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Small Business Sector

Volume 637: debated on Tuesday 13 March 2018

Apologies, Mr Speaker. I was congratulating myself too much!

The Government-owned British Business Bank provides £4 billion to support more than 60,000 UK small and medium-sized enterprises. We plan to unlock more than £20 billion of investment in innovative and high-potential businesses, including a new £2.5 billion investment fund with the British Business Bank. The Small Business Commissioner helps with payment issues, dispute resolution, and the sourcing of advice throughout the UK. Through the industrial strategy, we are continuing to invest in 38 growth hubs across England, as well as the business support helpline.

Of course I join in the congratulations to the Minister, but he will know that one of the crucial requirements for the success of the small business sector is access to and understanding of finance, and there is considerable evidence that there is currently a knowledge gap in the market. What are the Government doing to address that?

My hon. Friend has hit the nail on the head. We are concerned by reports that businesses, particularly small businesses, are reticent about coming forward to access finance that could help them to invigorate and grow. That is why the British Business Bank produces “The business finance guide”, in partnership with the Institute of Chartered Accountants in England and Wales and industry bodies. The guide explains the different sources of finance that are available to smaller businesses, and is also published online. The British Business Bank will launch a new digital platform in the spring to raise awareness even further.

Small businesses in Cumbria, particularly those involved in farming and tourism, were integral to the Lake district’s gaining world heritage site status last summer, a designation that could lead to a massive increase in the number of visitors to what is already Britain’s second-biggest visitor destination. Will the Government back those small businesses with the infrastructure investment that they need in order to cope and to grow? Will they, for instance, electrify the Lakes Line?

I am delighted to support the small businesses to which the hon. Gentleman has referred. He will be pleased to know that we are boosting infrastructure, including digital infrastructure, with more than £1 billion of public investment, including £176 million for 5G and £200 million for local areas to encourage the roll-out of full-fibre networks. I should also be delighted to meet him to discuss what more we can do for lakeside businesses.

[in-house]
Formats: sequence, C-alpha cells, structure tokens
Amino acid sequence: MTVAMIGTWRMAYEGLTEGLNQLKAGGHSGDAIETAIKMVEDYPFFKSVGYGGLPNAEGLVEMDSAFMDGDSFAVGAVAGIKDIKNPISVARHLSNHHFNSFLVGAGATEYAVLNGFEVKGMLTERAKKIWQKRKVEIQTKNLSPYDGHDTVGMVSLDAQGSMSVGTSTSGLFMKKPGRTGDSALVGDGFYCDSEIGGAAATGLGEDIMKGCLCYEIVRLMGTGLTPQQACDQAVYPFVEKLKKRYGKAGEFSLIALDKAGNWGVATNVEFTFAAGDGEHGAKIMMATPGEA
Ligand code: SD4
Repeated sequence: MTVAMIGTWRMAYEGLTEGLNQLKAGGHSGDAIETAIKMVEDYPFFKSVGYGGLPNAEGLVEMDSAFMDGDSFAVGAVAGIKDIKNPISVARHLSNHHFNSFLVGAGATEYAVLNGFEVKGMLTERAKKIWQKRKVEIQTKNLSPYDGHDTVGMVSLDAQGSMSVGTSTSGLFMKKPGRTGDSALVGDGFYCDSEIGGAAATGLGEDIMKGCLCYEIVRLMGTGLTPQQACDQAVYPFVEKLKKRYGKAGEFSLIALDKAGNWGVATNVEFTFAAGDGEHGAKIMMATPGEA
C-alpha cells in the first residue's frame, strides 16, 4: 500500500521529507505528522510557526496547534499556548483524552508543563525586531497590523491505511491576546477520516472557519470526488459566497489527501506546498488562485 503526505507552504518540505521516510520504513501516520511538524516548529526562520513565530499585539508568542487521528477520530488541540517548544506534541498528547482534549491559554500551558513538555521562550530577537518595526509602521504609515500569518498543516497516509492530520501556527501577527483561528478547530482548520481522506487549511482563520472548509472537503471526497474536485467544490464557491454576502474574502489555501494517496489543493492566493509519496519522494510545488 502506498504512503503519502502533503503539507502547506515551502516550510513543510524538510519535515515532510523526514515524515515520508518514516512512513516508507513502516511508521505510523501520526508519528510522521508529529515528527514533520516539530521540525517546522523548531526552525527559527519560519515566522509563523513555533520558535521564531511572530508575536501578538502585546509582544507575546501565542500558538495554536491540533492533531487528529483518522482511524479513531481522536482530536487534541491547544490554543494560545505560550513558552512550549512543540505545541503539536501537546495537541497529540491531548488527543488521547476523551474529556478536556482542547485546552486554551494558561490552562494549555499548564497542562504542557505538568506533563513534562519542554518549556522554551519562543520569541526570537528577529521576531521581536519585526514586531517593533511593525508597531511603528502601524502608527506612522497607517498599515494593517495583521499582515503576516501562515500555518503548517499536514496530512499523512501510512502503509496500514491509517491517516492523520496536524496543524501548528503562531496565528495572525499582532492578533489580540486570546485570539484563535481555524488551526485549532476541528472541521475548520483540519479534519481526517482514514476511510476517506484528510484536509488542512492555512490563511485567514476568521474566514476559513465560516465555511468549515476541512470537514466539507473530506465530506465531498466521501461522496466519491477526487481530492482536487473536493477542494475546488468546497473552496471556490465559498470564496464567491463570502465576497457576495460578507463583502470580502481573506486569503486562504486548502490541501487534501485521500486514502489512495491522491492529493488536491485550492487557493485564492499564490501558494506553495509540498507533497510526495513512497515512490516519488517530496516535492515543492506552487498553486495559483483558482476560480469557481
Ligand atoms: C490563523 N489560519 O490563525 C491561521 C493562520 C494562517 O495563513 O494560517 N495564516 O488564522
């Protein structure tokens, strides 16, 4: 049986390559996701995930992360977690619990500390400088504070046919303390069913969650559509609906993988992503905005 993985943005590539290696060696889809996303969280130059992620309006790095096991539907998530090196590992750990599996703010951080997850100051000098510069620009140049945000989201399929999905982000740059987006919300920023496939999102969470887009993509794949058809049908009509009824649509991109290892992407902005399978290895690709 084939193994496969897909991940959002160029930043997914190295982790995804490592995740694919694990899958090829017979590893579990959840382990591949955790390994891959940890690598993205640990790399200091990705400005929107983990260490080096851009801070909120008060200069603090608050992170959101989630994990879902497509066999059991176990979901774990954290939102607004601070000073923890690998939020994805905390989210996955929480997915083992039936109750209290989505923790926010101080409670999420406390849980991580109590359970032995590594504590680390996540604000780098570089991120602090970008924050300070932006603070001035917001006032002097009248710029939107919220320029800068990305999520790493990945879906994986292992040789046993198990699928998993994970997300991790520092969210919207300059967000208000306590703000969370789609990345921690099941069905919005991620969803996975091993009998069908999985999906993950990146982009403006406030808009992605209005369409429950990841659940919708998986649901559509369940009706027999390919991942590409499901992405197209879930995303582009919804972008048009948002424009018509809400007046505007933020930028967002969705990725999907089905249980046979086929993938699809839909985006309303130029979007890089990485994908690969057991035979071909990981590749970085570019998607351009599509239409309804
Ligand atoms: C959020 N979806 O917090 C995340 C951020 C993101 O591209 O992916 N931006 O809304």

Hitchin and Harpenden, which are both small towns, have a thriving independent retail sector, but in recent months they have reported that things are getting harder for them. Will the Minister reassure me that the Government are doing everything they can to help independent small retailers in thriving market towns?

As the retail Minister, I recognise the real challenges faced by our high streets and, in particular, by independent businesses. In his spring Budget statement, the Chancellor announced a package of measures for business rate relief, including a £1,000 discount for pubs with rateable values below £100,000, £300 million for local authorities to fund discretionary rate relief, and a cap on rate increases, which means that businesses that lose their small business rate relief will not see their bills increase.

The Minister should stop being quite so complacent. Carillion was a signatory to the prompt payment code; Interserve still is. Carillion suppliers were paid on terms of 120 days, while Interserve subcontractors say that they are being absolutely hammered by late payment. Yesterday the Federation of Small Businesses again highlighted the damage done to growth by late payment. When will Ministers support smaller firms in the public sector supply chain, and enforce the prompt payment code?

We are certainly not complacent, which was why we set up the trade body group to assess the impact of Carillion. The hon. Gentleman will be delighted to know that yesterday I spoke to Phil King, who runs the prompt payment code, and I will be meeting him later this week to discuss how we can tighten up the code and give it real teeth. We are determined to help small businesses.